Saturday, October 30, 2010

Ecoroof Final Planting Plan

Over the last month, we implented the final stages of the ecoroof: putting up pond liner, then soil, then planting the plants!  At some point I'll write up more details on the mechanical design of the ecoroof.  With this post I just want to share the final planting plan.

The planting plan images give most plants by latin name.  For common names, you can refer to my original planting plan post. Or for common names plus details on edible & other uses, you can look them up in the Plants for a Future database.

The Porch roof measures about 7' x 19', and supports about 8" of soil depth.  It slopes from the south (top edge) to the north (bottom edge).   It has metal roofs from the rest of the house draining into it from the south and the east.  We have a relatively hard time accessing this roof, especially in the rainy months due to the slippery metal roof of the rest of the house.  So we designed this to not require harvesting during those months.  It should yield dry month harvests of garlic, elephant garlic, and shallots; a number of berries; hopefully some seed crop from perennial flax and Good King Henry; and roots of unknown quality from the Sedum telephium (these may require harvesting in late fall after frosts, so would fall into the rainy season.)

I figured we can walk along the edges of the metal roofs to access the planting areas, so we only needed five "stepping stones" of about 2' x 2' to access the interior.  (We're not actually using stepping stones, just marked off areas not planted in the regular crops.)

I divided the roof into roughly 3' x 3' planting squares.  The "stepping stones" occur mostly in the lower set of squares, so disproportionately remove planting space from those squares.

The Sunspace roof measures about 13' x 29', and supports about 5.5" of soil. It slopes from the north (top edge) to the south (lower edge).  A metal roof from the other part of the house runs into the top edge of the ecoroof.

We have a ladder set up outside our back door to give easy access to this roof, so we designed it to provide several leaf crops (Alliums, violets, Campanulas, and more) for harvest a few times a week.  We planted many of the same species as on the porch roof, plus a few new ephemerals (tulips, Triteleia, Brodiaea, Erythronium, muscari, and scilla), breadseed poppy as a seed crop, and a few other miscellaneous plants.

I figured again that we can walk along the edge of the metal roof to access the north edge of the upper planting bed.  I set a second main path 4' down the roof to give access to the other side of that planting bed, with keyhole paths going down the roof from that main path to give access to the rest of the lower beds.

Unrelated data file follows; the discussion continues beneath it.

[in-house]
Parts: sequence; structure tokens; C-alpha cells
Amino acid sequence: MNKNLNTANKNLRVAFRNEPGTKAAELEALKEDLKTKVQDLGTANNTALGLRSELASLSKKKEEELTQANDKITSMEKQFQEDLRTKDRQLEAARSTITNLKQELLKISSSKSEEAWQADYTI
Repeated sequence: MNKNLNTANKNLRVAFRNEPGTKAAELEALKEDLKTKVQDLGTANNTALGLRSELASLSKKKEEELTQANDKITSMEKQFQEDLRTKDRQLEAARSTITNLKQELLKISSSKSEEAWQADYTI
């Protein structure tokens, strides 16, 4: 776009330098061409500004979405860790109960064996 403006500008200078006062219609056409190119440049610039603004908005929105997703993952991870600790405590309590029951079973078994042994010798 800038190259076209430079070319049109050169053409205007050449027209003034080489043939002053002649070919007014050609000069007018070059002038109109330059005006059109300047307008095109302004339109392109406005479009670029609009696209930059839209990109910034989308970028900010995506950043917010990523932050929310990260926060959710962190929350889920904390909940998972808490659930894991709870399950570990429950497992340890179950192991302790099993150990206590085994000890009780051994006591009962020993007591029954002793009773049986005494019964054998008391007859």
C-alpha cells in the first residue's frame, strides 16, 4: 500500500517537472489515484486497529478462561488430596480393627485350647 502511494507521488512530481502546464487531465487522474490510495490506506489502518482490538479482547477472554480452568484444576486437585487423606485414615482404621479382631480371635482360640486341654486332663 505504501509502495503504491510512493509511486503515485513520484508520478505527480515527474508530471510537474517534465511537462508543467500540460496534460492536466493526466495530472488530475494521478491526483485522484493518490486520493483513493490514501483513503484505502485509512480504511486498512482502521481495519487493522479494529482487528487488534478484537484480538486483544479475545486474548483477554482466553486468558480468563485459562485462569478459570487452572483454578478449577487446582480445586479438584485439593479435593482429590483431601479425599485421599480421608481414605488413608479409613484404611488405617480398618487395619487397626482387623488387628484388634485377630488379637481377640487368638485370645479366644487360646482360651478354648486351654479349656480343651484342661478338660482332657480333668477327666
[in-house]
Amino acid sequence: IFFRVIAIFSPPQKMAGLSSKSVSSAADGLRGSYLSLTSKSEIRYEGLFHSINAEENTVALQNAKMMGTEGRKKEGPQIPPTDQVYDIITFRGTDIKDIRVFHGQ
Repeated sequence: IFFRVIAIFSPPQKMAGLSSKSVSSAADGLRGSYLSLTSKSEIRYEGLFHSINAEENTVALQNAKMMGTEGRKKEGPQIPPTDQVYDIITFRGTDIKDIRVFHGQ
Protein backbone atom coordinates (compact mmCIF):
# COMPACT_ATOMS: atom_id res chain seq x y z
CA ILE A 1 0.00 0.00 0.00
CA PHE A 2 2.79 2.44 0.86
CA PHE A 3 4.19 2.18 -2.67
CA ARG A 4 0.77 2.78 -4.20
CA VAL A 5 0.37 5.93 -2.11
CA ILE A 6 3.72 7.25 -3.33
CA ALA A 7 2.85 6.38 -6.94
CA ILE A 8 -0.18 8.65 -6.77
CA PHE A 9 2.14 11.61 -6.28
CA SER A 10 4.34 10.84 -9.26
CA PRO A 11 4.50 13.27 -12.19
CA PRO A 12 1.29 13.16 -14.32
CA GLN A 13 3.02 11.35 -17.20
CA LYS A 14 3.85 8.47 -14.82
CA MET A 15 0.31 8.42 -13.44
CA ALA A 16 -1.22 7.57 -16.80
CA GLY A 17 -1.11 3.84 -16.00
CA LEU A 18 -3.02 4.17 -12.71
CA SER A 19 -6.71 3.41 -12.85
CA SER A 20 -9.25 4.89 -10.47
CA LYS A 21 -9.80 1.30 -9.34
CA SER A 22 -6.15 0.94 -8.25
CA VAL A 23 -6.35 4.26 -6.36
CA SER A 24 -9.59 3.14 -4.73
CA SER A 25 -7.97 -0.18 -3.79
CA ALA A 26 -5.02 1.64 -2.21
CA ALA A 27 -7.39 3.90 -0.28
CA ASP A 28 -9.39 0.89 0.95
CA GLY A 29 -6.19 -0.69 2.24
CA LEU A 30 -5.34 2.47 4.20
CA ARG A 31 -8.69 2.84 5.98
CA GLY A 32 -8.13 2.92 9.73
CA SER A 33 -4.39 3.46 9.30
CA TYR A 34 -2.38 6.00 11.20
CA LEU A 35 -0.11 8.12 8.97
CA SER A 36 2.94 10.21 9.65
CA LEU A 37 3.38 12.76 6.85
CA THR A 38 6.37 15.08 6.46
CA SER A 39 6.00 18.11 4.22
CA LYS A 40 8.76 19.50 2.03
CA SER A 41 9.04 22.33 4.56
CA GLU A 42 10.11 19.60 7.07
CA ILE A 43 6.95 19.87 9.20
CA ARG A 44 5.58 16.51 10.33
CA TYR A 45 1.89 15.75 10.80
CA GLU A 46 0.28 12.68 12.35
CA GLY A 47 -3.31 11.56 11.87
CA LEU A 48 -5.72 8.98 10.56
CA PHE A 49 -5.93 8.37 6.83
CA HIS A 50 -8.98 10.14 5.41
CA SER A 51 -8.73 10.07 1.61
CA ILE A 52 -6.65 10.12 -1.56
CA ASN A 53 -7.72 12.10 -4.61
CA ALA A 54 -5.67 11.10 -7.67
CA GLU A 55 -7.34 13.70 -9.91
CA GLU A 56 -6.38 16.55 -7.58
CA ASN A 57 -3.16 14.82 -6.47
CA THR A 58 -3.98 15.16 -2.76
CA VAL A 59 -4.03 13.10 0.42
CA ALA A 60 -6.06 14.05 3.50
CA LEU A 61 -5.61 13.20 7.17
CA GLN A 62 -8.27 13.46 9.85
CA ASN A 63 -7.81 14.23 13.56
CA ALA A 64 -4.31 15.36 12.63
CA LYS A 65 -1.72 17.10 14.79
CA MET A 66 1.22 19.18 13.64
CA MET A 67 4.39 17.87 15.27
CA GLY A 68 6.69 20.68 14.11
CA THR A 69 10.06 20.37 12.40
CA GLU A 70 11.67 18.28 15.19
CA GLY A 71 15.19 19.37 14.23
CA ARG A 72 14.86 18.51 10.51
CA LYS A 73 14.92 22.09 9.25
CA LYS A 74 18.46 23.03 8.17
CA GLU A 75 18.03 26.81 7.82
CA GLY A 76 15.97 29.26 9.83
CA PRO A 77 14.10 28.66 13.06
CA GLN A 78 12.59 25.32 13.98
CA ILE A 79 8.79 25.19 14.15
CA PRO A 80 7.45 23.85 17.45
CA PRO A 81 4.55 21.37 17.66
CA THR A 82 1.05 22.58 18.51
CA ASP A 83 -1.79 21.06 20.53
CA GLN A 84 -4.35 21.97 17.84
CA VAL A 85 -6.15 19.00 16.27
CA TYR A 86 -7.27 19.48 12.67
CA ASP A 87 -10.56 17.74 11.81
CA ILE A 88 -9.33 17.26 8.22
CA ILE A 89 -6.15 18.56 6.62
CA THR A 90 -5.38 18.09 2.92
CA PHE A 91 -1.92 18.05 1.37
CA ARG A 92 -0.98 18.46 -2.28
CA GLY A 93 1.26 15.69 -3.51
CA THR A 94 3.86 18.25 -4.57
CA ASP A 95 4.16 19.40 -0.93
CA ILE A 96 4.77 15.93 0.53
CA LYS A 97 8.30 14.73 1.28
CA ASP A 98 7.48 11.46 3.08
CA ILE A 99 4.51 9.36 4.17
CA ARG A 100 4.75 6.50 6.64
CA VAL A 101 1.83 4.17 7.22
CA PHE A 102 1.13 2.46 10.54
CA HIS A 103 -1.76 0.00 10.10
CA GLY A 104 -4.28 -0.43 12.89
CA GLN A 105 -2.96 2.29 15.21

Most of the planting patches measure about 3' x 4'.

UPDATE 7-23-11: We wound up planting Agastache foeniculum instead of Hyssopus officinalis. We never planted any tulips. Instead of the scilla, we planted Tigridia pavonia.

For both roofs, we hope to get a little extra summer moisture from the condensation that forms on the metal roof and runs down it into the ecoroof areas.  It won't be a lot, but it may help support plants at those edges which otherwise wouldn't survive.

For both roofs, we planted the lower edge with camassia, assuming that the soil will be somewhat boggy but that the camassia can deal with it.

For both roofs, Tulsi wanted the edge plantings to look pretty, since people will see them from the ground.  The Camassia for the lower edges met her needs there.  For the west edges we planted sedums with nice flowers, daylilies, yellow asphodel, and perennial flax.

Tuesday, October 05, 2010

Extrafloral nectaries

Just learned something new while watching the videos of Will Hooker's college permaculture class. Many plants have extrafloral nectaries (ie, not flowers) which exude nectar. Scientists theorize the plants do this as a symbiotic relationship with beneficial insects such as ants and predatory wasps, who keep other herbivorous insects in check.

So for permaculture design, which emphasizes scattering beneficial insectary plants through your garden or food forest, this greatly enlarges the number of species you can use to achieve this goal. I suspect that if you have a wide diversity of plants in your system anyway, then you might not even have to deliberately plan any insectaries for nectar. You'd still need to plan out the pollen-providing plants, though. Of course this depends on more information on when exactly the extrafloral nectaries produce; I don't know whether the plants exude their nectar all the time they're in leaf, or just in certain seasons, or only if they're suffering from predation, or what. I'll have to start observing plants to figure this out!

Extrafloral nectary plants by family

Extrafloral nectary plants by genus